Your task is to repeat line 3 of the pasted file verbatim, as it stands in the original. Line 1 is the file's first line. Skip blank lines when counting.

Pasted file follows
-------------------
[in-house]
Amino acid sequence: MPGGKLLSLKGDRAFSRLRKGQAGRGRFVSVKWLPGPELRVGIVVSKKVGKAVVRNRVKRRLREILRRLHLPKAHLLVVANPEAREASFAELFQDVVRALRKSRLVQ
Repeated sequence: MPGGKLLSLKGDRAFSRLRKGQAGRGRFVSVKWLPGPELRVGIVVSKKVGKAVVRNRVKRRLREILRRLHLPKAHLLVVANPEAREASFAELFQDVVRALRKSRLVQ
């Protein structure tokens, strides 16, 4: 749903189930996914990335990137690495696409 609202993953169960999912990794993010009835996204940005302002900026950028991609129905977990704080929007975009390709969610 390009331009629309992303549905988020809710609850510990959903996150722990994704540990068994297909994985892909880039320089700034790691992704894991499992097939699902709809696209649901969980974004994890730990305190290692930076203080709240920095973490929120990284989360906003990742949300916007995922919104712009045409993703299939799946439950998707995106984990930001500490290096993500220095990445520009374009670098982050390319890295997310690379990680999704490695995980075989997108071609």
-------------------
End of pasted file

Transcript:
Repeated sequence: MPGGKLLSLKGDRAFSRLRKGQAGRGRFVSVKWLPGPELRVGIVVSKKVGKAVVRNRVKRRLREILRRLHLPKAHLLVVANPEAREASFAELFQDVVRALRKSRLVQ